Where does a Psychic turn when they need an answer? Google Maps

On late Monday afternoon I received a call from Elissa Heyman, a Psychic Counselor from Santa Fe, NM inquiring as to how she might show up in the Local OneBox for Psychic in Santa Fe, NM. I was intrigued that a pyschic would turn to me from results she found in Google. After a bit of due diligence to make sure that she wasn’t some sort of flim flam artist I decided to take the case.

What interested me was the fact that Google, Yahoo or SuperPages had no record of her business. She had operated out of her home for a number of years and had never registered the phone number with the phone companies as a business number. Her website, which ranked well in the organic results, had been in place since at least 2004 but she had managed to avoid being identified as a business by all of the major data collection players.

Entering her new record (as opposed to editing an existing one) in the Google Local Business Center I learned several things:

•The Business Title field allowed an almost unlimited length for her business title. When editing an existing record the length seems to be limited to some small percentage of increase but with a new record the sky seemed to be the limit.

•There was no verification of any sort required. There was no automated phone call to answer, nor post card sent with a required PIN entry. It just accepted my entry with no questions asked. Hmm….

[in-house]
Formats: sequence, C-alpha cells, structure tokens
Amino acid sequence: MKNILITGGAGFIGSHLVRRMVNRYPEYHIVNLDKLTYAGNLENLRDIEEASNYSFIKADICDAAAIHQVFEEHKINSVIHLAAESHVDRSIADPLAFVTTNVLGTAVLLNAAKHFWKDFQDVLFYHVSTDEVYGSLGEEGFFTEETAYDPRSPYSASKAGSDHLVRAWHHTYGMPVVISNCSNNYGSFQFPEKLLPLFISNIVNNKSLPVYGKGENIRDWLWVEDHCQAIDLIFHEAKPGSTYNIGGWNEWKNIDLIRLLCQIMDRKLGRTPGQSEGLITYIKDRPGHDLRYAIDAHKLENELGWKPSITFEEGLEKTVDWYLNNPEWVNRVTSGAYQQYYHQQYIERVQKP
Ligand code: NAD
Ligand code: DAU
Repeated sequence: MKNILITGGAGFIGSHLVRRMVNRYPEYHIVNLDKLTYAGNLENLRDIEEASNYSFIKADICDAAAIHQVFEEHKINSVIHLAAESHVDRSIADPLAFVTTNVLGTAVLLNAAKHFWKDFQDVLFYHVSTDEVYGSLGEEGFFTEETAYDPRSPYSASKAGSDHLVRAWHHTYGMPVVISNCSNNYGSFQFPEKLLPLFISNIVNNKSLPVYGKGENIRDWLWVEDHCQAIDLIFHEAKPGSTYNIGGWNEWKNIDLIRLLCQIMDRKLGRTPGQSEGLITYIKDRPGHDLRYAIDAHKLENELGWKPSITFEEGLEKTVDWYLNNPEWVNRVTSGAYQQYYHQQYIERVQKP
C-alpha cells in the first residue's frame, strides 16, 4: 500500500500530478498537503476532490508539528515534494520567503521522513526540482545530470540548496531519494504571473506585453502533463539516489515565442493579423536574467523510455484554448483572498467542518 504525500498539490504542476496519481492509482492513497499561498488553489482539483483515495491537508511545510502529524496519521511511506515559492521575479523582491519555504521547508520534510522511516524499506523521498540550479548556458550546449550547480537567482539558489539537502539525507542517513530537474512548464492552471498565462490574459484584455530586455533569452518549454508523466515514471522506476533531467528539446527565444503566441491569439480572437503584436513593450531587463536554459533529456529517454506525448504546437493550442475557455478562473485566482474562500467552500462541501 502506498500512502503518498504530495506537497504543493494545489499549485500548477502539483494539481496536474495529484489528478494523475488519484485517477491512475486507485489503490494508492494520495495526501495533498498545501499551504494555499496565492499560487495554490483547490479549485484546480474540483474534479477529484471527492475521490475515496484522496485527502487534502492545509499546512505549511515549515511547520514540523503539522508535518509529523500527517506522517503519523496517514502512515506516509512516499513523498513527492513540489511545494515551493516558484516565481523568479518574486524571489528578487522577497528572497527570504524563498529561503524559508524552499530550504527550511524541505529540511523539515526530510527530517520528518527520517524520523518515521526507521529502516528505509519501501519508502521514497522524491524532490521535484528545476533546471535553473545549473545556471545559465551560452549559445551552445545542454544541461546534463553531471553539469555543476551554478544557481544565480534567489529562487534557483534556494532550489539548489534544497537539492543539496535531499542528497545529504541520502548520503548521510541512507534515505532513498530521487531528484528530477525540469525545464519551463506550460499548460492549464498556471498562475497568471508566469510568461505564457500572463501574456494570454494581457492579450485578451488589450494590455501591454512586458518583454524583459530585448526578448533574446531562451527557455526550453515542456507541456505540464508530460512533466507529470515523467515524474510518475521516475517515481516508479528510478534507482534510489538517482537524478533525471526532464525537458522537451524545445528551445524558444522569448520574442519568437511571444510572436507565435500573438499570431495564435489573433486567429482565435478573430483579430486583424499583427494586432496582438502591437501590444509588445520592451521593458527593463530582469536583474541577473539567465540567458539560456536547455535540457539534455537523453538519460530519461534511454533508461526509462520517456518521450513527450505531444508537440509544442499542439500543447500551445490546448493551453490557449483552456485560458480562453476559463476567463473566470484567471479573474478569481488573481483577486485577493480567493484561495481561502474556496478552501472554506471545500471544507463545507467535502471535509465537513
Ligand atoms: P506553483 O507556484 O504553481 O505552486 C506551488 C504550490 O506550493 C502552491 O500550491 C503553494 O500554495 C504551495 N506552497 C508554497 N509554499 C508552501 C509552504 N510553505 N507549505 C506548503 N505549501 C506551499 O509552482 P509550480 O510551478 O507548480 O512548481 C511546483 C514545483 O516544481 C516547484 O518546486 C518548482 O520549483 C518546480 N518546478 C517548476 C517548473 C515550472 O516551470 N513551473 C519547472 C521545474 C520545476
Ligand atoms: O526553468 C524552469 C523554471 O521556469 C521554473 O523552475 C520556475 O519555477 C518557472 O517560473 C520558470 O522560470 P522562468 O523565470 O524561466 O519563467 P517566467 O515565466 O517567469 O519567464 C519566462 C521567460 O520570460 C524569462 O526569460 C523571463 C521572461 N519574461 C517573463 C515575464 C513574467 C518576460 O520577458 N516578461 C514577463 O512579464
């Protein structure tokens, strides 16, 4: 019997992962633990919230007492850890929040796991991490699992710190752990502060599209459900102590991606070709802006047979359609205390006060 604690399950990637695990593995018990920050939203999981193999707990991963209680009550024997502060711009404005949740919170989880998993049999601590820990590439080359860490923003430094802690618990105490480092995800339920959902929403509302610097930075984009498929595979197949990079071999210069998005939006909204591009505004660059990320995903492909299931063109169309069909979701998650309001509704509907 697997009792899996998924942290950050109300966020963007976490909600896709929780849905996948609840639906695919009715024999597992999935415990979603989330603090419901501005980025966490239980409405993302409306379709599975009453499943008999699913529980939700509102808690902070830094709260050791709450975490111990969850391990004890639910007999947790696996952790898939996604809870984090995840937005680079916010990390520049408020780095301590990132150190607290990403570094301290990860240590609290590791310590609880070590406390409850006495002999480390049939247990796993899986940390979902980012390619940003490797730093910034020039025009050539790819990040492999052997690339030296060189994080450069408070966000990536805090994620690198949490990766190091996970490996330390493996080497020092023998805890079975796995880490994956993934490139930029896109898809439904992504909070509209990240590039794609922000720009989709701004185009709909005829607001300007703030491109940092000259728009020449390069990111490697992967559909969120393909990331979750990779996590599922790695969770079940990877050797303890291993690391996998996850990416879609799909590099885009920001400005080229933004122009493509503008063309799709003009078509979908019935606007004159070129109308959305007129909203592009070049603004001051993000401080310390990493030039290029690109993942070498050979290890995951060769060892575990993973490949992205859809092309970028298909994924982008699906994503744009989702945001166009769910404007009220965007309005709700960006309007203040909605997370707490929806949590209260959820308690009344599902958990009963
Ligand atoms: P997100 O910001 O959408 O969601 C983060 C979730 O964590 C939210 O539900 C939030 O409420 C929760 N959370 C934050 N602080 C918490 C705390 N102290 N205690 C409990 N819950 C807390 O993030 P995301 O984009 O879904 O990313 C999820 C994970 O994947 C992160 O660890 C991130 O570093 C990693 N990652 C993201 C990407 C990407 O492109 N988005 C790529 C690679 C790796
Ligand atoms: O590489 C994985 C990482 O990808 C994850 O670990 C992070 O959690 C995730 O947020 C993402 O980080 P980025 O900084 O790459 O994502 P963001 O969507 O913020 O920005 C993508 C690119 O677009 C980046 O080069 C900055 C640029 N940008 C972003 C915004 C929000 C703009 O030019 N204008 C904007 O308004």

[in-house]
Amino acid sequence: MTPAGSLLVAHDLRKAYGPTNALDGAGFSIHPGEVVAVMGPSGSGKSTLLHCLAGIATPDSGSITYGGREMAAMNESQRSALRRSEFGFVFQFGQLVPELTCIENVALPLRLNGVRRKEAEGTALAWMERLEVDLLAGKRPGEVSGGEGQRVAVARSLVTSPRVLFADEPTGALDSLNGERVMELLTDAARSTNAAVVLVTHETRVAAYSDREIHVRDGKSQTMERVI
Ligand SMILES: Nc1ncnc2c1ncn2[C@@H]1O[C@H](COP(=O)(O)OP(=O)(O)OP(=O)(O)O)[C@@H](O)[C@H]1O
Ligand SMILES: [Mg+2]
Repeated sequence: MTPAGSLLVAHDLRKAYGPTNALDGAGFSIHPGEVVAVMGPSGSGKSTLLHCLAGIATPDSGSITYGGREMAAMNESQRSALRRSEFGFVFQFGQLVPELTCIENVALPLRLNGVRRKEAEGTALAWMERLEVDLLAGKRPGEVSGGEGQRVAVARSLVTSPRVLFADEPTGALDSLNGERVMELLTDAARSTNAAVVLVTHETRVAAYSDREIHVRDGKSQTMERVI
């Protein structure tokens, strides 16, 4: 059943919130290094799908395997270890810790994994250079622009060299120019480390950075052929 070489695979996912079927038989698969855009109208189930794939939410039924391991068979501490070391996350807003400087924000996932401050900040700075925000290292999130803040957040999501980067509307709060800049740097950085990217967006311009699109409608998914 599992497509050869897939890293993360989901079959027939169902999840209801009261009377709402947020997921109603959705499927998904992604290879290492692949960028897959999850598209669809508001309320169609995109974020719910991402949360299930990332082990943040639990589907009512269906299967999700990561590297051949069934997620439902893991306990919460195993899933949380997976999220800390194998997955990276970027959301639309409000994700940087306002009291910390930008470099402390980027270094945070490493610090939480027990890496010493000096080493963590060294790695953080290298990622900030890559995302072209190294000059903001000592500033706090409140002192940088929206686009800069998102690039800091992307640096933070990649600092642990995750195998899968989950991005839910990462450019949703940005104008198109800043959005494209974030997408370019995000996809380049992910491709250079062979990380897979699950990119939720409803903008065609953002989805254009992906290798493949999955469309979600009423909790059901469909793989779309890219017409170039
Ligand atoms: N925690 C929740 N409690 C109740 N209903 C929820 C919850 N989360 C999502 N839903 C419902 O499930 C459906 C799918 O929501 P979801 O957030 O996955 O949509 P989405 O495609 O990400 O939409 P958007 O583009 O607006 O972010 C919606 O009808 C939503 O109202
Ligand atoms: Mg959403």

•The record was listed in Google Maps almost immediately. I went to check Tuesday morning and the record was visible in Maps. It was not yet in the OneBox but there is every indication that the OneBox has some sort of waiting period before it ranks Maps data.

•And finally I was able to get listed with other Psychics despite the fact that a category for it doesn’t exist in the Local Business Center(details to follow).

Perhaps now I will have another resource to figure out some of Google’s more cryptic behavior. :)

MerchantCircle makes me feel…

Last week I received an automated email from Yahoo Local that hit the target for automated communications. It sent me relevant information in a timely fashion about something that I cared about. I was impressed. I had encouraged Google to follow a similar path. But alas not all surveys work equally well.

MerchantCircle must have been reading my blog as they also sent along a request to fill out a survey. While the email and survey were an improvement over MerchantCircle’s previous bait and switch (see here and here) promotional efforts the survey still didn’t quite make the grade. email.jpg

The survey questions all seemed pointed to MerchantCircle wanting to know how good of a prospect I was rather than what information I might provide to actually improve their service:

survey.jpg

MerchantCircle has a history of less than stellar promotions. This one, like all of theirs, came unsolicited and filled no particular need of mine. It seemed like they were more interested in my money than in my opinion. Again, another lesson to be learned. They are getting better, but still a ways to go.

I can only imagine what their sales promotion manager is like. Here is the full survey if you would like to look at all of the questions.

Google Maps Category Mystery Part 2: Backgound

On of the long standing mysteries in managing a Local Business Center business listing for Google Maps has been:“Why does my listing not show up in the same category as my competitor?”. There has not been a topic more frequently raised in the Google Maps for Business Group and one that has been more evasively answered by the Google staff. (For an example of this saga see Google Maps Category Mystery Part I: The Problem.)